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Press FreedomCroatia

Is Croatia's new whistleblower law a danger for journalism?

March 18, 2024

Despite protests, Croatian lawmakers have passed a controversial law against whistleblowers, making the work of journalists more difficult. Other changes from Prime Minister Andrej Plenkovic also give cause for concern.

A group of demonstrators walks down a street in Zagreb; one is holding up a red placard hinting at similarities between Croatian PM Andrej Plenkovic (left) and Serbian President Aleksander Vucic (right), Zagreb, Croatia, February 17, 2024
In recent weeks, there have been a number of anti-government protests in Croatia, such as this one in Zagreb in mid-FebruaryImage: Darko Bandic/AP/picture alliance

When it finally came down to it, everything went very quickly. After a brief yet heated debate, the Croatian parliament passed a highly controversial amendment to the criminal code during the last session of the legislative period last week. The bill was passed with the votes of the ruling coalition.

According to the new law, forwarding information from police investigations to journalists is now a criminal offense in Croatia. If caught, whistleblowers face several years in jail.

The government has faced intense criticism from journalists and the opposition in the six months since Prime Minister Andrej Plenkovic announced the draft law that made the "unauthorized disclosure of the details of investigations or evidence gathering procedures" a criminal offense.

Several thousand journalists signed a petition against the draft law. Protesters organized anti-government demonstrations. Allegations and harsh words flew back and forth in parliamentary debates and press conferences.

Andrej Plenkovic gesticulates as he speaks into microphones; in the background is a Croatian flag, Berlin, Germany, June 1, 2022
Critics have accused Prime Minister Andrej Plenkovic of weakening mechanisms to prevent corruption before the upcoming electionImage: Markus Schreiber/AP/picture alliance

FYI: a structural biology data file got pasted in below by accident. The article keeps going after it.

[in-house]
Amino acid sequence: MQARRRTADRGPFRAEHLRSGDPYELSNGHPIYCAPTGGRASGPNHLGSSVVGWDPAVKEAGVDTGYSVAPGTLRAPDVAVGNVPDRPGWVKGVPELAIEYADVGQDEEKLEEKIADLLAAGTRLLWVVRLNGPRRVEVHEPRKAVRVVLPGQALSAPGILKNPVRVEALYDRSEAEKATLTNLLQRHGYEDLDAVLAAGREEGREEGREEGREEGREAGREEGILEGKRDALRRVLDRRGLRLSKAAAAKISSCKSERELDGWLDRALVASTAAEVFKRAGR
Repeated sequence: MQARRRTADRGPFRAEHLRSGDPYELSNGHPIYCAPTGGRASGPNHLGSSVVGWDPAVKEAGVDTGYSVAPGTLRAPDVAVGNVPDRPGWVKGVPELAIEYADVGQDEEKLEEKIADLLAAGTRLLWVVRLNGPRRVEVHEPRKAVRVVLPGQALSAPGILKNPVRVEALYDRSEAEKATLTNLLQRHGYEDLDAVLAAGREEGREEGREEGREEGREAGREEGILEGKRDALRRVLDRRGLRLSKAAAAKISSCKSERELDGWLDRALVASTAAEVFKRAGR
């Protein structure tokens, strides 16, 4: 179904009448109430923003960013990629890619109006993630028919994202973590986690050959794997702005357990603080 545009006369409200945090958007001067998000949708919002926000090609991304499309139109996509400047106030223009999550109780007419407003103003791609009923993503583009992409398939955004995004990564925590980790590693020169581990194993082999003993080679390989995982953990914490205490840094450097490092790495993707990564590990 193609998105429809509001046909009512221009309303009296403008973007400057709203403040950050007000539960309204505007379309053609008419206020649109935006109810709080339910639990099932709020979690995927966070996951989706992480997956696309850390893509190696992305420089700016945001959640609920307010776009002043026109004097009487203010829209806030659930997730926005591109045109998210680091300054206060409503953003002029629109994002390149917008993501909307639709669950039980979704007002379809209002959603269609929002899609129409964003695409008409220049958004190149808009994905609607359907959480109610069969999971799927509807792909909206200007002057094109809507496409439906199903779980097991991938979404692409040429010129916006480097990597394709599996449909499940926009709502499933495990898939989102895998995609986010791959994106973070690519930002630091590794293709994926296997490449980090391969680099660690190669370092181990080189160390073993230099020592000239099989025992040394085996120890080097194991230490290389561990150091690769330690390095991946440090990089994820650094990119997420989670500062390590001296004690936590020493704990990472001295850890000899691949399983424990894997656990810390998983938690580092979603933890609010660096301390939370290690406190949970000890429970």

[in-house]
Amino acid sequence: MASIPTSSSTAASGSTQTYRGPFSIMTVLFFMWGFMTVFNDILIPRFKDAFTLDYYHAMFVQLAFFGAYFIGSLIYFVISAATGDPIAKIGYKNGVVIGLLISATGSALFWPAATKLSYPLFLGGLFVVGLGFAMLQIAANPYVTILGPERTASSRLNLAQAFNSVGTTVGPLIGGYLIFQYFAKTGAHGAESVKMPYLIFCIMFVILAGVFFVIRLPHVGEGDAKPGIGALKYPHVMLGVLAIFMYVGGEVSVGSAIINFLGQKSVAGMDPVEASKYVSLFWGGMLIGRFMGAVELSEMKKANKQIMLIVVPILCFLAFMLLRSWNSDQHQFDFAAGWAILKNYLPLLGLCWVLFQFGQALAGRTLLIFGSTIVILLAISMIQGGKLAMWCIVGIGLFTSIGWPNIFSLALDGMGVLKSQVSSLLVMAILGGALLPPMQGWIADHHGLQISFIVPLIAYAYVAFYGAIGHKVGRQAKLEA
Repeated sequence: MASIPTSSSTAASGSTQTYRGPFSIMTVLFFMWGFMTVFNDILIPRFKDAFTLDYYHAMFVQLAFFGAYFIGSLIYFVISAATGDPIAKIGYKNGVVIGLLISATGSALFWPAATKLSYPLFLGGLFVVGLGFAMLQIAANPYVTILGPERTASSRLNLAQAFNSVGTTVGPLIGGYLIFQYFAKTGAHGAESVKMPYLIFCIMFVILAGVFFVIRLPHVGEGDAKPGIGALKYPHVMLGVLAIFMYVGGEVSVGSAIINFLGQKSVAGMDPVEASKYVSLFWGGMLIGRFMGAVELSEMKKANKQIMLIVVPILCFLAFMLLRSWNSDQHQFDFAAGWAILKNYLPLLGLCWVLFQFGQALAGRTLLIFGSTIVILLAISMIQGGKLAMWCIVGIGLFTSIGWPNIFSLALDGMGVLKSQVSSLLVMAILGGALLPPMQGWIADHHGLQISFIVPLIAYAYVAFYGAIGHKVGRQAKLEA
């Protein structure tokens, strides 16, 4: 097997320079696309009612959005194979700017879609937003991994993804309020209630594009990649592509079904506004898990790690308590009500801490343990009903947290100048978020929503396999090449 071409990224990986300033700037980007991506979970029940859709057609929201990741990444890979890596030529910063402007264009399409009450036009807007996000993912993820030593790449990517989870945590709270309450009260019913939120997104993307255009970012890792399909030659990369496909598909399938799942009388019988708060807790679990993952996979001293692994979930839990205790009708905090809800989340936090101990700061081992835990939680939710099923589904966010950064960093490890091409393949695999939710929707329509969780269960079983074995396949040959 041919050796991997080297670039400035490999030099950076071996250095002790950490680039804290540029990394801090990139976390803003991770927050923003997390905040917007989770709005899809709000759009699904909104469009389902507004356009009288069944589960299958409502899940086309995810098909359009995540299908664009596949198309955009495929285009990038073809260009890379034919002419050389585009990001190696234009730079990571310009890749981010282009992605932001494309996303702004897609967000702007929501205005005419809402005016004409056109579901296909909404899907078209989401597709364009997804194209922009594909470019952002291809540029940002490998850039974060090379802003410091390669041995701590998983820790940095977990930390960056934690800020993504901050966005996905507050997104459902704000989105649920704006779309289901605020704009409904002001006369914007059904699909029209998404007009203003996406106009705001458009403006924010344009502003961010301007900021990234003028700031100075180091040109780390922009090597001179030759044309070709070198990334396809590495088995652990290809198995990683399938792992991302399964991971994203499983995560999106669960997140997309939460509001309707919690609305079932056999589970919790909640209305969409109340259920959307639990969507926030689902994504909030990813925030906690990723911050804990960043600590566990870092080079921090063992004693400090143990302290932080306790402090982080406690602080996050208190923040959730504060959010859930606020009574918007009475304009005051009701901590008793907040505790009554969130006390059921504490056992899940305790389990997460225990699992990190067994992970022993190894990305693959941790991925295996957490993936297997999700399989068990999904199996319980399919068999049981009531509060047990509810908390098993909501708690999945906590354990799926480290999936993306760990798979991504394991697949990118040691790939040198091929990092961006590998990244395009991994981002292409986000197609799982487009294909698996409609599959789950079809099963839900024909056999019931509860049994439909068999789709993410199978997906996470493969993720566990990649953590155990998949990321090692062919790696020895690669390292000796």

Many opposition politicians and media critical of the government agreed the purpose of the law was to cover up political corruption. Plenkovic was compared with Adolf Hitler, Hungarian Prime Minister Viktor Orban and Serbian President Aleksandar Vucic.

Does the new law stifle democracy?

According to Hrvoje Zovko of the Croatian Journalists' Association, the government was trying to "suppress the opportunity for free expression and stifle democracy — both characteristics of a totalitarian regime."

Dalija Oreskovic of the Pametno party went so far as to say that "the country is occupied by the mafia in power."

Opposition politicians Ursa Raukar-Gamulin and Peda Grbin called the draft law a "law of dangerous intentions." Zovko said it was "designed to hide the various forms of the embezzlement of public funds and crime that dominate Croatian society."

The media has referred to the draft law as "Lex AP," in reference to the prime minister's initials. Undeterred by the furor, Plenkovic pushed the law through parliament.

'Attack on independent journalism'

A steady stream of corruption scandals has rocked Croatia in recent years. Since 2016, Plenkovic has replaced about 30 ministers, many of whom were involved in various scandals.

Most of these scandals were uncovered by the media after whistleblowers provided journalists with incriminating information, such as the contents of text messages or private emails.

Maja Sever, head of the Croatian Journalists' Association and the European Federation of Journalists, is convinced this is the whole point of the new law. "Politically, it became too much of a threat for Plenkovic. That's why he's trying to put a stop to it," she told DW.

"This tightening of the law is tantamount to criminalizing journalists as perpetrators or accomplices," she said, adding that the law will restrict media freedom in Croatia.

A woman with short dark hair, glasses and a purple jumper (Maja Sever) stands on a street